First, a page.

United States District Court, W.D. Missouri, Southern Division
TAMMY D. BLACKBURN, Plaintiff,
NANCY A. BERRYHILL,  Acting Commissioner of Social Security, Defendant.
ORDER AND OPINION AFFIRMING COMMISSIONER'S FINAL
DECISION DENYING BENEFITS
D. SMITH, SENIOR JUDGE.
is Plaintiff's appeal of the Commissioner of Social
Security's final decision denying her application for
disability insurance benefits and supplemental security
income. The Commissioner's decision is affirmed.
STANDARD OF REVIEW
Court's review of the Commissioner's decision is
limited to a determination whether the decision is
“supported by substantial evidence on the record as a
whole. Substantial evidence is less than a preponderance
but…enough that a reasonable mind would find it
adequate to support the conclusion.” Andrews v.
Colvin, 791 F.3d 923, 928 (8th Cir. 2015) (citations
omitted). “As long as substantial evidence in the
record supports the Commissioner's decision, we may not
reverse it because substantial evidence exists in the record
that would have supported a contrary outcome, or because we
would have decided the case differently.” Cline v.
Colvin, 771 F.3d 1098, 1102 (8th Cir. 2014) (citation
omitted). Though advantageous to the Commissioner, this
standard also requires the Court consider evidence that
fairly detracts from the final decision. Anderson v.
Astrue, 696 F.3d 790, 793 (8th Cir. 2015) (citation
omitted). Substantial evidence means “more than a mere
scintilla” of evidence; rather, it is relevant evidence
that a reasonable mind might accept as adequate to support a
conclusion. Gragg v. Astrue, 615 F.3d 932, 938 (8th
was born in 1965, and attended high school through the
eleventh grade. R. at 36-37, 155. Plaintiff's prior work
history includes sewing panels into caskets, serving as an
assistant manager, working on assembly lines, and driving a
forklift. R. at 40-45. In 2013, Plaintiff applied for
disability and disability insurance benefits, alleging a
disability onset date of July 11, 2012. R. at 14, 155-57.
Plaintiff's application was denied, and she requested a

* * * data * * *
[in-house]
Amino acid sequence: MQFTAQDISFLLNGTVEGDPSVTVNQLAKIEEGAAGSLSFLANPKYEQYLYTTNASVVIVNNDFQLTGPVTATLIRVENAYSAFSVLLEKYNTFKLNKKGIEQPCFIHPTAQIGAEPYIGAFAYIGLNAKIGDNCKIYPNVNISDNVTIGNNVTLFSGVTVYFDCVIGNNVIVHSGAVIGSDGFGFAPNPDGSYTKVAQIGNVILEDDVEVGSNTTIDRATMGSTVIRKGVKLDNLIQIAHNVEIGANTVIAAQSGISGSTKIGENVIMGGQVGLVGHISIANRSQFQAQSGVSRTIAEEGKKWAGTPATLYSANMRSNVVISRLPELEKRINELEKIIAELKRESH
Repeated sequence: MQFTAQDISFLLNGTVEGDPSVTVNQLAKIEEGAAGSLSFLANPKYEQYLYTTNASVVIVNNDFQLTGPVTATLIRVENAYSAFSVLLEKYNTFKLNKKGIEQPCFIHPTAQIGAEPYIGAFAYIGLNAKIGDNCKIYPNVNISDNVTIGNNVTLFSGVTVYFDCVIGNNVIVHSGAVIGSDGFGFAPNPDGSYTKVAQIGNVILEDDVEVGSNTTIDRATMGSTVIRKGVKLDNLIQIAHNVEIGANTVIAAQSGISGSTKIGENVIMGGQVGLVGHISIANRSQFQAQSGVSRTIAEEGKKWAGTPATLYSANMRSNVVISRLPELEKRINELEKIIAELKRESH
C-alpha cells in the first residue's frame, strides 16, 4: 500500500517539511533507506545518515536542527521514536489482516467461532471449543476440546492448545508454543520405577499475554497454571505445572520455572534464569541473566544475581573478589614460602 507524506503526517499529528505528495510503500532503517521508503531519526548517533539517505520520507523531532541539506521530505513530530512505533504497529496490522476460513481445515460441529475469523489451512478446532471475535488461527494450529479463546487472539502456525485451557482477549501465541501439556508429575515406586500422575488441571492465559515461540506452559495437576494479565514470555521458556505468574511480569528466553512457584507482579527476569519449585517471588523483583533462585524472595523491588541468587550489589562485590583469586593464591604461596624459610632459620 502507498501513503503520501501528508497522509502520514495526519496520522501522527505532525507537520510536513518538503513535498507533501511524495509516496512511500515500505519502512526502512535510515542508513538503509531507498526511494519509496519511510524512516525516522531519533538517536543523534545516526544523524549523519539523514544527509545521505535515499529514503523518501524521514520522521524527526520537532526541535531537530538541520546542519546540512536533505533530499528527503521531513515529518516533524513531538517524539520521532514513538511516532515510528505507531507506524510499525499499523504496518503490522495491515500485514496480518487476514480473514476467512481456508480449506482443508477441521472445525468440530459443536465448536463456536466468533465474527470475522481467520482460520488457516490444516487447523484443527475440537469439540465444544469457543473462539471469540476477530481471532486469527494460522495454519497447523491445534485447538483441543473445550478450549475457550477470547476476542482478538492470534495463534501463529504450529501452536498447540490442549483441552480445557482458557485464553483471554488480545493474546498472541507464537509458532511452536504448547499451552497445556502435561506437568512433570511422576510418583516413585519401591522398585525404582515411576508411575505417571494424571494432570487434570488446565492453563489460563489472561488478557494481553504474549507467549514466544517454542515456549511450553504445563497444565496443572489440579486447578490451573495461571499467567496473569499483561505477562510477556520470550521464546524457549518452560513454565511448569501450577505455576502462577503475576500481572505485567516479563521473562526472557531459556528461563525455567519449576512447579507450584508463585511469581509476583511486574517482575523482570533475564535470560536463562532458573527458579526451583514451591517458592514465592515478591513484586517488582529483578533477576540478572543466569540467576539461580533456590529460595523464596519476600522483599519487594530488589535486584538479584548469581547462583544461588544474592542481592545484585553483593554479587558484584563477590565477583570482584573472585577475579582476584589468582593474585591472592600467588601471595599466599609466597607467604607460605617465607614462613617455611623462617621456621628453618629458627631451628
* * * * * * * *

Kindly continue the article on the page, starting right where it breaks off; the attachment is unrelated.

hearing. R. at 88-93, 97-98. A hearing was held before an
administrative law judge (“ALJ”) in August 2014.
R. at 31-75. On December 23, 2014, the ALJ determined
Plaintiff was not disabled. R. at 14-25. Plaintiff appealed
the decision to the Appeals Council, which denied her appeal.
R. at 1-3.
reaching his decision, the ALJ found Plaintiff had the
following severe impairments: L4-S1 degenerative disc disease
status post L4-S1 fusion, C5-6 degenerative disc disease,
bilateral ankle tendonitis, migraines, residuals of right
ulnar nerve transportation, and residuals of bilateral carpal
tunnel syndrome. R. at 16. The ALJ determined Plaintiff had
the following residual functional capacity
[P]erform light work as defined in 20 CFR 404.1567(b) except
that she must have a sit/stand option at the worksite with
the ability to change positions frequently, defined as not
more often than every hour for one minute and then can return
to the same position or a different position; she can climb
stairs and ramps occasionally; she can never climb ladders or
scaffolds, kneel, or crouch; she can stoop and crawl
occasionally; pushing and pulling with arms and reaching in
all directions is limited to frequent; pushing and pulling
with legs is limited to occasional; handling/gross
manipulation and fingering/fine manipulation is limited to
frequent; she can never lift overhead; and she must avoid
concentrated exposure to extreme cold, vibration, and noise
above level 3.
R. at 18. Based upon the RFC and the Vocational Expert's
(“VE”) testimony, the ALJ concluded Plaintiff
could perform past relevant work as cashier supervisor, and
could also work as a cashier wrapper. R. at 23-24. Plaintiff
now appeals the ALJ's decision to this Court.
argues the ALJ's decision must be reversed because (1)
the ALJ failed to accord adequate weight to Plaintiff's
treating physician's opinion, (2) the ALJ erred in
failing to consider Plaintiff's absenteeism, and (3) the
ALJ erroneously discredited Plaintiff's subjective
Treating Physician's Opinion
claims the ALJ erred in affording little weight to the
opinion of Plaintiff's treating physician, Dr. Dennis
Robinson. Generally, a treating physician's opinion is
given more weight than other sources in a disability
proceeding. 20 C.F.R. § 404.1527(c)(2). A treating
physician's opinion may be disregarded if it is
unsupported by clinical or other data or is contrary to the
weight of the remaining evidence in the record. See
Anderson, 696 F.3d at 793-94; Pena v. Chater,
76 F.3d 906, 908 (8th Cir. 1996). Ultimately, the ALJ must
“give good reasons” to explain the weight given
the treating physician's opinion. 20 C.F.R. §
404.1527(c)(2); Anderson, 696 F.3d at 793.
August 2014, Dr. Robinson executed a form entitled
“Residual Functional Capacity.” R. at 591-93. He
opined Plaintiff could frequently lift and carry ten pounds;
stand and/or walk with usual breaks for three hours in an
eight-hour workday; sit with usual breaks for three hours in
an eight-hour workday; should never climb, balance, stoop,
kneel, crouch, or crawl; has unlimited ability to see, speak,
and hear; can occasionally reach, handle, finger, feel, push,
or pull; cannot be around dangerous equipment or vibrations;
will need to take unscheduled breaks between fifteen and
twenty minutes in length every thirty ...